Sandra Fisher heard the sound of running water in her Charleston, West Virginia, home on Monday for the first time in four days after a chemical leak fouled water supplies for hundreds of thousands of people.
Fisher was one of the first 5,000 customers, many of them large commercial users, who were told they could start flushing out their pipes after thousands of gallons of 4-methylcyclohexane methanolpoured out of from a storage facility on the nearby Elk River on Thursday. The licorice-scented chemical, typically used to clean coal, got into Charleston's water supply, resulting in 300,000 people being told not to drink, cook or wash with water from their own taps.
"I knew a licorice smell in the air was something that couldn't be good," Fisher told CNN. "I didn't think it was candy."
The West Virginia American Water Co. said it had lifted the do-not-use order for 26,000 customers by the end of the day. Flushing the final traces of contaminants from home and business water pipes could take days, said Jeff McIntyre, the water company's president. And officials asked that water customers not rush to turn on their faucets until told to do so, for fear that demand could cause pressure in the lines to falter, introducing yet more problems.
"It's certainly going to go into tomorrow, and I'm not sure how much longer," Randy Huffman, the head of the state Department of Environmental Protection, told CNN's The Situation Room.
The state put water restrictions into effect Thursday after discovering that about 7,500 gallons of the chemical, known as MCHM, had leaked into the Elk River just above a drinking water plant. Authorities told residents in nine West Virginia counties to stop using their water for everything except flushing toilets, and to watch for symptoms of exposure such as skin irritation, nausea, vomiting or wheezing.
The spill left Charleston residents scrambling for bottled water to wash their hands, brush their teeth and cook. Without safe water, schools and many businesses were forced to close. The U.S. Department of Homeland Security and the water company trucked in bottled water, and police, firefighters and National Guard troops helped distribute it around Charleston, where resident Jen Williamson reported that most stores had been restocked by Monday.
"Disposable plates and utensils, etc. are in short supply but some local churches are giving those away," Williamson wrote in an e-mail to CNN. "We are definitely trying to prevent dirty dishes but they are stacking up quickly. The problem is that when they say the water is fine to drink, do we believe them?"
She's not alone in her doubts.
"I'm not going to drink it for a while," Charleston resident Kate Long said. And Fisher said, "I will be concerned probably for the rest of the time that I live here."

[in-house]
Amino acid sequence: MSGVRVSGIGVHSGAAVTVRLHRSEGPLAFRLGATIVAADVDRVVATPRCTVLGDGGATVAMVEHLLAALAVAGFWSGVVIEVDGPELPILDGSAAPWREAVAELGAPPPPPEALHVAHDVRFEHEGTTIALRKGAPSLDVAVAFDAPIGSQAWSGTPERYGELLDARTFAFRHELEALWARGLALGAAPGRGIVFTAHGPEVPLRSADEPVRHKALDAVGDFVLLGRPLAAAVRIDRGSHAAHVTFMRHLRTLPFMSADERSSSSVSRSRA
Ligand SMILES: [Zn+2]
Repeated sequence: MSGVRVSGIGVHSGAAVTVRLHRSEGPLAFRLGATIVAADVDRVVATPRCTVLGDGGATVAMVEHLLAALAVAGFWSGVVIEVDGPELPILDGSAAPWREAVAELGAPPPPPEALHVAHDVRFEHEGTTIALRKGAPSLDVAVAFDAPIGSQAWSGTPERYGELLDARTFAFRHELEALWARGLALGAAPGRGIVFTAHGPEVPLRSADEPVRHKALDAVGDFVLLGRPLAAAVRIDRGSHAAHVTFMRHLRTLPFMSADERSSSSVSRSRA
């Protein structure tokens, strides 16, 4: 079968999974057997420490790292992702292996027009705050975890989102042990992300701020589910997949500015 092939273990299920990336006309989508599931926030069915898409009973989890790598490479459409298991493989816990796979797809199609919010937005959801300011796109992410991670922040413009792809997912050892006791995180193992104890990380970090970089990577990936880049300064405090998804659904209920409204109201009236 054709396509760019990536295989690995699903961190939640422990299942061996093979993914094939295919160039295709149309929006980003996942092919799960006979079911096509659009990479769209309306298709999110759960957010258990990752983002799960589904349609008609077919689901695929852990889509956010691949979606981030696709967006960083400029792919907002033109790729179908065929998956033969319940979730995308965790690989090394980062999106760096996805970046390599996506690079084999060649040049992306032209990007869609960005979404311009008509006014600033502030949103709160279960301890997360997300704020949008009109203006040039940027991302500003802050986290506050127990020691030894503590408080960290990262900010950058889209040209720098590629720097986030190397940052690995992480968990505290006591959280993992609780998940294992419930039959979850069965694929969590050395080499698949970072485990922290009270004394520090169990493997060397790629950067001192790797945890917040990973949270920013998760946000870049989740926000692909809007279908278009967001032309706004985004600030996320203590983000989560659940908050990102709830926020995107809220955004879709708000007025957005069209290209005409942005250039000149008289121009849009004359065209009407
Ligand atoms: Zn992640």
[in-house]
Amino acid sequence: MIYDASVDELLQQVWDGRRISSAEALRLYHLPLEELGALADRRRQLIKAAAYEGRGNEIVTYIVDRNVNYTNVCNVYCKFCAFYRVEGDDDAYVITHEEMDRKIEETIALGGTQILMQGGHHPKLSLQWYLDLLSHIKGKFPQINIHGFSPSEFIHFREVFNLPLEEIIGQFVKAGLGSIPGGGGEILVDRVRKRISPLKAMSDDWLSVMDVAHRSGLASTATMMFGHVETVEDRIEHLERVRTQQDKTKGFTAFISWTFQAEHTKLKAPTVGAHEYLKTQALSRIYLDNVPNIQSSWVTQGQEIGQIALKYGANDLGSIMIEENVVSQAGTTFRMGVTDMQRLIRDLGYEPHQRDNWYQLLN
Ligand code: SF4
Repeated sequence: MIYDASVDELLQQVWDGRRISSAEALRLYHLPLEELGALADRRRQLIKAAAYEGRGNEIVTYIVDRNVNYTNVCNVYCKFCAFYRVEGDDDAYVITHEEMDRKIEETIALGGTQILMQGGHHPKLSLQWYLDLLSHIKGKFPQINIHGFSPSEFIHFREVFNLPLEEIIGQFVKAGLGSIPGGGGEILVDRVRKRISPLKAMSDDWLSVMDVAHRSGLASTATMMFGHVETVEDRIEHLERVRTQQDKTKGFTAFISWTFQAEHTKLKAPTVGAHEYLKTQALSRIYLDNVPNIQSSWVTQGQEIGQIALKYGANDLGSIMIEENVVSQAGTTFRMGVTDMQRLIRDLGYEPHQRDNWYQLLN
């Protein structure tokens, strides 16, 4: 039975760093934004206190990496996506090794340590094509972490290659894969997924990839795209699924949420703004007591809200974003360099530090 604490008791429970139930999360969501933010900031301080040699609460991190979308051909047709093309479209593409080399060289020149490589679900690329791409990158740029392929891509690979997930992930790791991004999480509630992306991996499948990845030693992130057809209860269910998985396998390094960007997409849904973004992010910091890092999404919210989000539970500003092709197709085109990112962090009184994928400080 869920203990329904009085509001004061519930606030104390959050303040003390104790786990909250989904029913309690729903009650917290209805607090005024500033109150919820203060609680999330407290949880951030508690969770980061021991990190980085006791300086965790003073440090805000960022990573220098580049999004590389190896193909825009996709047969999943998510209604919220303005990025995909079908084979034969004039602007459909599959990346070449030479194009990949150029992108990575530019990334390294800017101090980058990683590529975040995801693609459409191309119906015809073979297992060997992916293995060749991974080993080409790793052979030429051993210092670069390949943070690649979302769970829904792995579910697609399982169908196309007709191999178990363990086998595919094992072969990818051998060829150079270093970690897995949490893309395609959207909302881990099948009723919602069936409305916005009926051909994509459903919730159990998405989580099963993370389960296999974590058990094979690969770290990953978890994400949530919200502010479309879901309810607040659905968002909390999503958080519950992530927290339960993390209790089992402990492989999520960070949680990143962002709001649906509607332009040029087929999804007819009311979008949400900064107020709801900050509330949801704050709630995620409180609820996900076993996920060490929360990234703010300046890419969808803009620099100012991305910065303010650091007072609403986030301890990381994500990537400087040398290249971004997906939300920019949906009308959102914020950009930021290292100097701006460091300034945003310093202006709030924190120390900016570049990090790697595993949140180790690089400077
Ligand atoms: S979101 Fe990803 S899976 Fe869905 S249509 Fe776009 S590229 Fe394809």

But Jerry Dawson, who works in the first zone allowed to begin using water, said he's sure county, state and water company officials have done all they need to do to ensure water safety.
"I'm tickled to death to get my water back," he said Monday afternoon.
By Monday morning, water tests showed that levels of the chemical detected at water intakes had declined to well under the 1 part per million safety standard for consumption. Finished water showed even less of the contaminant, but people would probably still smell the chemical in their water even after flushing, Huffman said.
Some residents have complained of irritation of the skin, throat, chest and stomach, Dr. Rahul Gupta of the Kanawha-Charleston Health Department said over the weekend. As of Monday morning, hospitals had seen 231 people for complaints related to contaminated water, admitting 14 of them, said Karen Bowling, secretary of the state's Department of Health and Human Resources. But calls to poison control centers had been declining, she said.
But the unknowns made residents anxious.
"They don't even know what the health risks are," Stacy Kirk of Culloden told CNN affiliate WSAZ. "We had bathed, cooked and everything right before the news came on (with the water warning)."
More than 20 lawsuits had already been filed, and a Charleston judge ordered the company at the source of the leak, Freedom Industries, and West Virginia American to preserve all relevant documents and physical evidence Monday.
Absorbent booms lowered into the Elk River to contain the spill are coming out clean of any contaminants and without any odor, suggesting that the material has stopped leaking into the river, said Mike Dorsey, chief of the Department of Environmental Protection's Homeland Security and Emergency Response group.